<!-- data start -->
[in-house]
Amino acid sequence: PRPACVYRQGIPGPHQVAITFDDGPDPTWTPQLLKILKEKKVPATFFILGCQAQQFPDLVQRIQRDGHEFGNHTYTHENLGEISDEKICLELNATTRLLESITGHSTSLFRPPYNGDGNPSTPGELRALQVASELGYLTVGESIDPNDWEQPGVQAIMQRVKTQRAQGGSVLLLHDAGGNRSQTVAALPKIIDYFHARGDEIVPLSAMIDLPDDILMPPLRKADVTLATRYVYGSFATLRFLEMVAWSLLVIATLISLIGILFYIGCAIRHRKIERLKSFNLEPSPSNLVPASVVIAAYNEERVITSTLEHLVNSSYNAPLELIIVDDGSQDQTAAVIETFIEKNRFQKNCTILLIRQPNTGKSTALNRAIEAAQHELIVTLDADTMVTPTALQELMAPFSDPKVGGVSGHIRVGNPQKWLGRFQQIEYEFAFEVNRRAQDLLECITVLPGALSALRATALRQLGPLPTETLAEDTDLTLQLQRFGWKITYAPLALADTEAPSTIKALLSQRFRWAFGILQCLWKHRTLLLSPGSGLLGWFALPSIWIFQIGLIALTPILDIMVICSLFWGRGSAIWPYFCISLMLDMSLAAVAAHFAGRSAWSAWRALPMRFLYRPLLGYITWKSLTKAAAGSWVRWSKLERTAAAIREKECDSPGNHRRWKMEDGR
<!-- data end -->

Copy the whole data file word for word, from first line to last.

[in-house]
Amino acid sequence: PRPACVYRQGIPGPHQVAITFDDGPDPTWTPQLLKILKEKKVPATFFILGCQAQQFPDLVQRIQRDGHEFGNHTYTHENLGEISDEKICLELNATTRLLESITGHSTSLFRPPYNGDGNPSTPGELRALQVASELGYLTVGESIDPNDWEQPGVQAIMQRVKTQRAQGGSVLLLHDAGGNRSQTVAALPKIIDYFHARGDEIVPLSAMIDLPDDILMPPLRKADVTLATRYVYGSFATLRFLEMVAWSLLVIATLISLIGILFYIGCAIRHRKIERLKSFNLEPSPSNLVPASVVIAAYNEERVITSTLEHLVNSSYNAPLELIIVDDGSQDQTAAVIETFIEKNRFQKNCTILLIRQPNTGKSTALNRAIEAAQHELIVTLDADTMVTPTALQELMAPFSDPKVGGVSGHIRVGNPQKWLGRFQQIEYEFAFEVNRRAQDLLECITVLPGALSALRATALRQLGPLPTETLAEDTDLTLQLQRFGWKITYAPLALADTEAPSTIKALLSQRFRWAFGILQCLWKHRTLLLSPGSGLLGWFALPSIWIFQIGLIALTPILDIMVICSLFWGRGSAIWPYFCISLMLDMSLAAVAAHFAGRSAWSAWRALPMRFLYRPLLGYITWKSLTKAAAGSWVRWSKLERTAAAIREKECDSPGNHRRWKMEDGR